By all definitions, Lancaster’s Chris Avalos qualifies as a “desperate” fighter, but there was something about the use of the word in a question Thursday that rubbed him wrong.
“That’s almost disrespectful,” Avalos replied. “You can make the case that every fighter’s desperate.”
Avalos (27-5, 20 knockouts) has a Fox-televised main-event date Saturday at StubHub Center versus World Boxing Assn. featherweight champion Leo Santa Cruz (33-1-1, 18 KOs).
Out of the ring since January, Santa Cruz, 29, has been blasted for delaying a rematch with planned opponent and secondary WBA champion Abner Mares, and then turning away from that fight to meet Avalos.
Although two technical-knockout losses have been to recent featherweight champion Carl Frampton of Northern Ireland and current World Boxing Organization champion Oscar Valdez, Avalos has been beaten in three of his last five bouts — not exactly the prototypical springboard to a title shot.
So there’s a pretty strong disinterest in Saturday’s doubleheader of Santa Cruz-Avalos and Mares-Andres Gutierrez, although promoter Richard Schaefer added more $30 and $50 seats for availability Thursday and the bout should gain strong television ratings because it’ll be preceded on Fox by Game 2 of the Houston Astros-New York Yankees’ American League Championship Series.
That brings the subject back to Avalos, whose emergence as Santa Cruz’s opponent has as much to do with his power punching as the fighters’ back story.
Around 15 years ago by Avalos’ calculations, he and Santa Cruz met in a Junior Olympics semifinal fight in Long Beach.
Then, as now, Avalos’ father, Felipe, was in his corner when the judges’ scores were read after a narrow bout, giving the nod to Santa Cruz, who ultimately won the competition.
The elder Avalos was so enraged by the perceived injustice he lofted a chair near the corner and slammed it downward.
“When my dad’s anger takes over … he’s had some anger management issues,” Chris Avalos said with a grin. “He’s very passionate, this man.”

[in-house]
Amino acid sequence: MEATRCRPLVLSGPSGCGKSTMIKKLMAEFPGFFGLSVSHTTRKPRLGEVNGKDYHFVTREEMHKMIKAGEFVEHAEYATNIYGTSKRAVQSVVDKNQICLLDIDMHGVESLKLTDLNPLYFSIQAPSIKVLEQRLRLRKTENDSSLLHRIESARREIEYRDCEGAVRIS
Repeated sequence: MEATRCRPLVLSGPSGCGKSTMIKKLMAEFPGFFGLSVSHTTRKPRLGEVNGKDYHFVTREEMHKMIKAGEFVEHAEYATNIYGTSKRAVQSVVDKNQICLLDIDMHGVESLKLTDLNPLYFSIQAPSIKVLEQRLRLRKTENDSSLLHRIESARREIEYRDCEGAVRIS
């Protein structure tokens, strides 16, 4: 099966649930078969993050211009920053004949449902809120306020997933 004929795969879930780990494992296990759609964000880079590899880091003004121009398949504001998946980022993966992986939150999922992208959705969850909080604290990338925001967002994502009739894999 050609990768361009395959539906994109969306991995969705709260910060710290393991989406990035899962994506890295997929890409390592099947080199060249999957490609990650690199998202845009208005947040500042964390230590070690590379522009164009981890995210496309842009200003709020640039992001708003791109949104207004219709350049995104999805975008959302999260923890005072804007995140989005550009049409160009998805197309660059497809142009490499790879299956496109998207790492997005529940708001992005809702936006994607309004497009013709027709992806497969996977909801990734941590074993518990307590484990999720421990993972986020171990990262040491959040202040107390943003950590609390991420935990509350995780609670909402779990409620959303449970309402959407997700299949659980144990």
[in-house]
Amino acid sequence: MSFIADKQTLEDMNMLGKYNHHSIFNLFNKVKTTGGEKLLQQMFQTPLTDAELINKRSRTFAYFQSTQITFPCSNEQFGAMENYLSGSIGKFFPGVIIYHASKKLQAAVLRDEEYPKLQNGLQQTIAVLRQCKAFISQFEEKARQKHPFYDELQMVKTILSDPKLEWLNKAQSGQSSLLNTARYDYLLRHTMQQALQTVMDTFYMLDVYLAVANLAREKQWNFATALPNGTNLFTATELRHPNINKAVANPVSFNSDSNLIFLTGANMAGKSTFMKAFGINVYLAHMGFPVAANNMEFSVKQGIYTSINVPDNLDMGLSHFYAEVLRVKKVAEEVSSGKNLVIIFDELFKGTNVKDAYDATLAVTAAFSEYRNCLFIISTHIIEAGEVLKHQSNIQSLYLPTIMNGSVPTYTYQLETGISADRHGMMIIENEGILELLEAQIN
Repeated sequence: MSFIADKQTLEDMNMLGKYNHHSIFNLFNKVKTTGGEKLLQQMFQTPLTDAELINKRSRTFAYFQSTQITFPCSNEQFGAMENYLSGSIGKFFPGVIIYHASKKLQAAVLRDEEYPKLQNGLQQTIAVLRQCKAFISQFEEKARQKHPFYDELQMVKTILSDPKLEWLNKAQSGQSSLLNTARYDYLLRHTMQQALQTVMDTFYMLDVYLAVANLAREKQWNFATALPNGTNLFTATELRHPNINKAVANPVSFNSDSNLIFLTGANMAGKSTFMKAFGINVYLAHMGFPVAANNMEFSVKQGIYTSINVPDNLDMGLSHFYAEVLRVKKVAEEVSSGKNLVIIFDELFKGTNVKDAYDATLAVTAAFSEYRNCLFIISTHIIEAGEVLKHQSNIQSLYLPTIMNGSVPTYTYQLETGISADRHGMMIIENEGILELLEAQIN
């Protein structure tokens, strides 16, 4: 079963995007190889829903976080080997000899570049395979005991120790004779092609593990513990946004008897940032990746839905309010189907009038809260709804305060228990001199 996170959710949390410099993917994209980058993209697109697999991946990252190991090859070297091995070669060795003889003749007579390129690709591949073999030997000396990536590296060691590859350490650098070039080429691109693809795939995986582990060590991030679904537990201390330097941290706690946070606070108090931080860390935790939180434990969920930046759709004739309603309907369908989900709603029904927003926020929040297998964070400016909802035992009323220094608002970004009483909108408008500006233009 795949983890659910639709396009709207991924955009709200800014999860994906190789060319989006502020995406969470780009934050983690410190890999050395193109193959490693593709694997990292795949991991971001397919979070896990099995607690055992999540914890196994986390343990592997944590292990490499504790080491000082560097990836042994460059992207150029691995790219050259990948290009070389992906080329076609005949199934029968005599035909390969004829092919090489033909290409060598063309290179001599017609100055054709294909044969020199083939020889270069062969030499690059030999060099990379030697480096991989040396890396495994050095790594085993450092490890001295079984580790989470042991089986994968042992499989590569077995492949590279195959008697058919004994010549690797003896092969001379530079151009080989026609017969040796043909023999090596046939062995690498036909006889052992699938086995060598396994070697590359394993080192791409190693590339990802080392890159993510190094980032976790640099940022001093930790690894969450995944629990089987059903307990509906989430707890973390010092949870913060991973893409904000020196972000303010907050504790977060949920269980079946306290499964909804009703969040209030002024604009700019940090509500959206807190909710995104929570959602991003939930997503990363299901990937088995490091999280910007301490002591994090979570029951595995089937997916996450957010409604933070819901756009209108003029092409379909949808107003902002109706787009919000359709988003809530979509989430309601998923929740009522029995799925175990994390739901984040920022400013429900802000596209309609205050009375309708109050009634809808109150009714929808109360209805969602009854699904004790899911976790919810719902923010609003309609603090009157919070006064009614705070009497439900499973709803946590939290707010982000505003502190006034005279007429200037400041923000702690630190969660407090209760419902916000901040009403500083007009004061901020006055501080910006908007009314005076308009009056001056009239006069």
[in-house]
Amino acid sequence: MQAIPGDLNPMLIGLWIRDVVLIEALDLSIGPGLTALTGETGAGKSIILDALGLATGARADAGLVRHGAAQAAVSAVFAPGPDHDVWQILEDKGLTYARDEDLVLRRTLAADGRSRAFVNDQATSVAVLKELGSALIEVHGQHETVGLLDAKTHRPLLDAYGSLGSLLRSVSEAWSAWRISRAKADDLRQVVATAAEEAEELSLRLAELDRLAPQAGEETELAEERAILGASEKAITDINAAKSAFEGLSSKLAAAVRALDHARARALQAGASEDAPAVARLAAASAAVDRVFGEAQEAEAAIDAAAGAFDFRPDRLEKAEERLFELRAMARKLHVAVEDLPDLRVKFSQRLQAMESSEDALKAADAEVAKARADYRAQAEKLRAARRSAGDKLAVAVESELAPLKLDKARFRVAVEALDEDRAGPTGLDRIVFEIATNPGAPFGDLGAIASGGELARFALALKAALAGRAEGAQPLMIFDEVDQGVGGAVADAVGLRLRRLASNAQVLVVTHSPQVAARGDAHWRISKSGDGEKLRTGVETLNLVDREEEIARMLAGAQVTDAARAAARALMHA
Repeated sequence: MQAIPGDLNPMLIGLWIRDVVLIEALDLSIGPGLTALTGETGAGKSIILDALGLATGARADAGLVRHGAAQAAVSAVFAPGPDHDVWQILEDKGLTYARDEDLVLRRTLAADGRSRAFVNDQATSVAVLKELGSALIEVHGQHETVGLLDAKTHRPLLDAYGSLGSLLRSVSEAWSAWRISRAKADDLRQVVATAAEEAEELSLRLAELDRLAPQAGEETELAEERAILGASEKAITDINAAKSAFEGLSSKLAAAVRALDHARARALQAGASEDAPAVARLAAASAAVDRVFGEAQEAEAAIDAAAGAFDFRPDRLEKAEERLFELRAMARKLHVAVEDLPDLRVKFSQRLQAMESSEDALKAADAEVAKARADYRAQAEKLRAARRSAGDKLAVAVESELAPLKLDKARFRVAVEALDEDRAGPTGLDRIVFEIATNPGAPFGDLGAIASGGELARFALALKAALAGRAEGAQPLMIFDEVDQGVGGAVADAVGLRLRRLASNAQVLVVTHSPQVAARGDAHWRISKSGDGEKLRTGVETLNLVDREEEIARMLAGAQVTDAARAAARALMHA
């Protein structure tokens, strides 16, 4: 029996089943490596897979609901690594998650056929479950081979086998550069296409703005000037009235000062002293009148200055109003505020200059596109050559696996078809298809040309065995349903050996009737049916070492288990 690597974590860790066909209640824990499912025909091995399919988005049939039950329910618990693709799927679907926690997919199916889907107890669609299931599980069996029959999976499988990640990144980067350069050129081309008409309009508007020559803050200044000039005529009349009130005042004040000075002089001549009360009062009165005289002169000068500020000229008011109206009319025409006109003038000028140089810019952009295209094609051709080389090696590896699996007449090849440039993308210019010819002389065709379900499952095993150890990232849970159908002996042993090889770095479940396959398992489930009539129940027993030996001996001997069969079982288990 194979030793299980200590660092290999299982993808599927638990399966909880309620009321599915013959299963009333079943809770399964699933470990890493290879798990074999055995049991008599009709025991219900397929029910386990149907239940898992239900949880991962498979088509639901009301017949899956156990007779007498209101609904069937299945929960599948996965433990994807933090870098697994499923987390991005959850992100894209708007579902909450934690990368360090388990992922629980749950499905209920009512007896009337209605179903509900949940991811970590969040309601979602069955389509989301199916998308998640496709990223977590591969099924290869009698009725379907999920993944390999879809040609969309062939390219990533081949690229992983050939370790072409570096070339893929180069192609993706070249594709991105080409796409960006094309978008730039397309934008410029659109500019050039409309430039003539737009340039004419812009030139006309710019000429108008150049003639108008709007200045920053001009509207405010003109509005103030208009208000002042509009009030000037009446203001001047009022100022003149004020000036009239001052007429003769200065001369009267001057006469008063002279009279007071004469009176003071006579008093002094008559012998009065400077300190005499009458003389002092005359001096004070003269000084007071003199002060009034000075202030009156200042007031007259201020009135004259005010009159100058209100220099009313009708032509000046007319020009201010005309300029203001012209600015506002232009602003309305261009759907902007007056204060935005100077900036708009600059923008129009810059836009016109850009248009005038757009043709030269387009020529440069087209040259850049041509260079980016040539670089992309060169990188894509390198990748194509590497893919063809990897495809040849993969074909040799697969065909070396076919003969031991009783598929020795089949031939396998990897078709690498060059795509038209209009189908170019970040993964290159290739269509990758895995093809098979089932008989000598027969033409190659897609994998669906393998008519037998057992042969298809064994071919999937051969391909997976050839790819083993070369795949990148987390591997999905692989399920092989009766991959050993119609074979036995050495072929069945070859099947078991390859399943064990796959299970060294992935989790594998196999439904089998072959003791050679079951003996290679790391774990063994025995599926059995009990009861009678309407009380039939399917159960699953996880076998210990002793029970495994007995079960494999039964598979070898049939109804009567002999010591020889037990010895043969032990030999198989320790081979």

Felipe Avalos explained, “I always get mad when my son’s wronged, but it was a real close fight. Real close. I thought we won. … Yes, the chair got thrown.”
Added Avalos’ mother, Patricia: “And [Felipe] got thrown out of the show.”
While Santa Cruz proceeded to win belts in three divisions while considered one of powerful manager Al Haymon’s favorite fighters, Avalos has grinded through a journeyman’s existence.
He spoke of being betrayed by some he let close and said he fought Valdez in September 2015 while suffering the effects of a kidney infection that prompted a lengthy hospital stay afterward and has since healed.
A brighter outlook, a strong training camp and the belief he beat Santa Cruz years ago are behind Avalos’ optimism about Saturday.
“I’m a different person. … I think I can [win]. Of course I can,” Avalos said. “I’m a big puncher. He’s worried about my power, and I have a lot of it.”
Santa Cruz’s supreme boxing skill would seem to make Avalos’ fight plan pretty clear: Go for the kill early. He said that may not be the case.
“I’m not going to go in and try to knock his head off right away. I’m a smarter fighter now,” Avalos said. “It used to work, but fighters are now more experienced and they can take a punch. I have to build up to it.
“It’s going to be a good fight. Not easy for me, but not easy for him.”
Santa Cruz said his own father-trainer, Jose, advised him after back-to-back 12-round brawls against Frampton to take a less strenuous fight before returning to meet Mares, whom Santa Cruz defeated in a gritty 2015 majority decision at Staples Center.
“That’s a big mistake,” Chris Avalos said of the Santa Cruz thinking. “I’m not an easy fight. Nobody wants to lose.”
Main event: Leo Santa Cruz (33-1-1, 18 KOs) vs. Chris Avalos (27-5, 20 KOs) for Santa Cruz’s World Boxing Assn. primary featherweight belt
When: Saturday, doors open at 12:30 p.m. Pacific, television card begins at 4:30 p.m.
Where: StubHub Center
Tickets: $30-$150 at StubHub Center and axs.com
Undercard: Abner Mares (30-2-1, 15 KOs) vs. Andres Gutierrez (35-1-1, 25 KOs) for Mares’ WBA secondary featherweight belt; Antonio DeMarco (32-6-1, 23 KOS) vs. Eddie Ramirez, (17-0, 11 KOs), welterweights
Follow Lance Pugmire on Twitter @latimespugmire